Cultural Planning and Eurocentricity
Updated: Jul 24, 2020
Cultural planning is about anticipating the future yet too often that future is assumed to be white and Western- a reflection, more often than not, of those doing the planning. Why if we can imagine a life on Mars, can we not imagine a world in which whiteness is not at the centre?
There are a lot of people involved in planning a new cultural institution or destination. On some instances, there are committed artists, historical societies or community groups who put millions of dollars of sweat equity into a lifelong 'passion' project (no one starts a cultural institution to make money). On the other, there are governments, philanthropists, collectors, business owners, NGOS with relatively big budgets who enlist a 'global' cadre of professional planners (engineers, architects, cultural planners, project managers, management consultants, interpreters, exhibition designers, academics and more) to plan and develop cultural (and other) places for reasons as diverse as tourism, soft power, ego, money laundering and social development.
In the context of the latter group, (of which I am often privileged to be part of), I have noticed a disturbing blindness to issues of race and inclusion. While these teams score high in technical brilliance (most have won the contract through a competitive process and have assembled the best people in the world), they tend to score very low in diversity. 'Global' teams are overwhelmingly white, able-bodied, middle/upper class and mostly Western (and Western educated) regardless of where the project is taking place.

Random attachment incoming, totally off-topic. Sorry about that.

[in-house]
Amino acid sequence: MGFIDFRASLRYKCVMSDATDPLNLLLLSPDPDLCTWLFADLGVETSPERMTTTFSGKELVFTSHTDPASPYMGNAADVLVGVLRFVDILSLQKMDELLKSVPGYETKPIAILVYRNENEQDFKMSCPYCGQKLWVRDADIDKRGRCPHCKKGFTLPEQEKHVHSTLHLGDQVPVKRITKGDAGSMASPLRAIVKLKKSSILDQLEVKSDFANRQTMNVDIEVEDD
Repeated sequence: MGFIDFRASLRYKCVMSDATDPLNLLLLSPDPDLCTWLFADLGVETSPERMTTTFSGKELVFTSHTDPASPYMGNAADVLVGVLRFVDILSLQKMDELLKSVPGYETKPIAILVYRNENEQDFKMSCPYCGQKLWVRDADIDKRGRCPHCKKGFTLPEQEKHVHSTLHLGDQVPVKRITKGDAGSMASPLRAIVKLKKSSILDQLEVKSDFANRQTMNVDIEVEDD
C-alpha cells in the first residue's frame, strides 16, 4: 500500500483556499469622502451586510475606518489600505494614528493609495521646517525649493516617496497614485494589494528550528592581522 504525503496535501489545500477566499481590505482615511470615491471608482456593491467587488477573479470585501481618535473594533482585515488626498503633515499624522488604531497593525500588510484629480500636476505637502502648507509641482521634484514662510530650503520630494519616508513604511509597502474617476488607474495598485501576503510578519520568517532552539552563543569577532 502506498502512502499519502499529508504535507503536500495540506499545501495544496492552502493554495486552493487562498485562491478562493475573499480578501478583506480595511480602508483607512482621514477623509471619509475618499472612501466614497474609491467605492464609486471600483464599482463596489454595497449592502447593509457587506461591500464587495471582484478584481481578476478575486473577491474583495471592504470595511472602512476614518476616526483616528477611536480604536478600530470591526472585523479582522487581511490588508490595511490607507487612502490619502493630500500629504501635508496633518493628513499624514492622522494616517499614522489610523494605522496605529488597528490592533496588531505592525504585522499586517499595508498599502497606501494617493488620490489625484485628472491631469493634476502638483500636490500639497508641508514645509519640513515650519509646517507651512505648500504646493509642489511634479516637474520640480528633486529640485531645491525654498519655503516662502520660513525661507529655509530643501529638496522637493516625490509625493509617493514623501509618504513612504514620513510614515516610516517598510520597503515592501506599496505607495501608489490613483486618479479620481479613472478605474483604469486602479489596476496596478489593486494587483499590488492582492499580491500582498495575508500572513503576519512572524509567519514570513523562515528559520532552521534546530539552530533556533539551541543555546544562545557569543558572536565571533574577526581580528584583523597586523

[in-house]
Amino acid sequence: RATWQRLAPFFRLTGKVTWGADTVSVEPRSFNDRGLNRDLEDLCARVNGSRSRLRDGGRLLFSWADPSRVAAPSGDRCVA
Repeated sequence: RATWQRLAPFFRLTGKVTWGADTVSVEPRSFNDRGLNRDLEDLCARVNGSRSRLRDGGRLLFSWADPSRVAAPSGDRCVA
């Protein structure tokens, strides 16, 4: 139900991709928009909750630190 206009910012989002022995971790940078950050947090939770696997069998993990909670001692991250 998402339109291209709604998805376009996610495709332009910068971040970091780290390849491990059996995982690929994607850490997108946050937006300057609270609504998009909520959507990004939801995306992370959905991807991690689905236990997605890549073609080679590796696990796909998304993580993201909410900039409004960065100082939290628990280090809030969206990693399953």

Given the tremendous professional skills typically assembled for such projects, does the lack of diversity really matter? Obviously I think it matters a lot and here's why.
The Future is Black and Brown
The future is black and brown. The future is the global South. Not just audiences, but also patrons. ( A reminder: 1/4 world will be African by 2050; already nearly half of Gen Zers in the US are racial or ethnic minorities; today the US, China and Japan have the highest proportion of the world’s wealthy, but the fastest growing 'high net worth' countries are Nigeria, Egypt and Bangladesh). The implications for these demographic changes are as significant as those likely to arise through climate and technological change. Yet while we spend a lot of time anticipating the latter, we still tend to look at 'people' through a subjective lense. Does a 15-year old black aspiring media manager from Lagos want, need, enjoy, value the same things as a 55-year old white architect from Manchester? When she is 25, will she work, live, play, relate in the same way? I doubt it. The communities and clients of the future are far from the planners of today.
One demonstration of such myopic thinking is in visualizations. Planners use renderings, mood boards and reference photos to be able to communicate concepts to our clients. Yet how often do these mood boards, photos and renderings reflect white able-bodied people only? I find it remarkable that so much creativity can go into visualizing a not-yet-existent form for almost anything, but we can't be a little more realistic with our scalies?